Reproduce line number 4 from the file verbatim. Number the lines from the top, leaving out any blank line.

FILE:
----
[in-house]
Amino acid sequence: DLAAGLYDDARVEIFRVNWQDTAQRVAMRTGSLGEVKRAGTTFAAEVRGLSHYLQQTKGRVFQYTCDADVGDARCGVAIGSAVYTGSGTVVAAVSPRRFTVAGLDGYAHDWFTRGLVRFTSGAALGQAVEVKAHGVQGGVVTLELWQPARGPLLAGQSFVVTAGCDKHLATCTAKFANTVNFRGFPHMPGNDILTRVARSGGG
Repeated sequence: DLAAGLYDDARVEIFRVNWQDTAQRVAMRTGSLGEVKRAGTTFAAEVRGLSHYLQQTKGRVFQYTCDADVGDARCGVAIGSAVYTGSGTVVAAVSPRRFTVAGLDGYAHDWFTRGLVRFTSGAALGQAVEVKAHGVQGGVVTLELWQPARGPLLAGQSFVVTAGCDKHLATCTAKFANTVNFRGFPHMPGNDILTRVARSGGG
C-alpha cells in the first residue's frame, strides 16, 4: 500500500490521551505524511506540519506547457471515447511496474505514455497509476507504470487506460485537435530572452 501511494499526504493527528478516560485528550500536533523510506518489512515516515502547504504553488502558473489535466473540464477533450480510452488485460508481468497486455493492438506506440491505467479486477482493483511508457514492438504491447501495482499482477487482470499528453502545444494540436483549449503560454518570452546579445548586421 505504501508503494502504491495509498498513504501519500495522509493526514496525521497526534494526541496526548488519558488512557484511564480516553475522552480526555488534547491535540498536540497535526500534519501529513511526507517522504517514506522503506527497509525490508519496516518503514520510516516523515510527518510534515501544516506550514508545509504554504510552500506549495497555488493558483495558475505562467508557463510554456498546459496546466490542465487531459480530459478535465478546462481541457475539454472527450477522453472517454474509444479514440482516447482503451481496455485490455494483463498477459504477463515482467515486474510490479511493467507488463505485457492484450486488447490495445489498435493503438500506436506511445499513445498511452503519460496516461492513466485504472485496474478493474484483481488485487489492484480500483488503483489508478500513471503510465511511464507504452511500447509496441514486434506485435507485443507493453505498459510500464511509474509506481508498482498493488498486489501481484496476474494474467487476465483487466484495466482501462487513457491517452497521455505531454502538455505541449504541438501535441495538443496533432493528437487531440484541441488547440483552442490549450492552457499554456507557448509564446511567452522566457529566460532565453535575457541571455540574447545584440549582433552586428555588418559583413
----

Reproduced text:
C-alpha cells in the first residue's frame, strides 16, 4: 500500500490521551505524511506540519506547457471515447511496474505514455497509476507504470487506460485537435530572452 501511494499526504493527528478516560485528550500536533523510506518489512515516515502547504504553488502558473489535466473540464477533450480510452488485460508481468497486455493492438506506440491505467479486477482493483511508457514492438504491447501495482499482477487482470499528453502545444494540436483549449503560454518570452546579445548586421 505504501508503494502504491495509498498513504501519500495522509493526514496525521497526534494526541496526548488519558488512557484511564480516553475522552480526555488534547491535540498536540497535526500534519501529513511526507517522504517514506522503506527497509525490508519496516518503514520510516516523515510527518510534515501544516506550514508545509504554504510552500506549495497555488493558483495558475505562467508557463510554456498546459496546466490542465487531459480530459478535465478546462481541457475539454472527450477522453472517454474509444479514440482516447482503451481496455485490455494483463498477459504477463515482467515486474510490479511493467507488463505485457492484450486488447490495445489498435493503438500506436506511445499513445498511452503519460496516461492513466485504472485496474478493474484483481488485487489492484480500483488503483489508478500513471503510465511511464507504452511500447509496441514486434506485435507485443507493453505498459510500464511509474509506481508498482498493488498486489501481484496476474494474467487476465483487466484495466482501462487513457491517452497521455505531454502538455505541449504541438501535441495538443496533432493528437487531440484541441488547440483552442490549450492552457499554456507557448509564446511567452522566457529566460532565453535575457541571455540574447545584440549582433552586428555588418559583413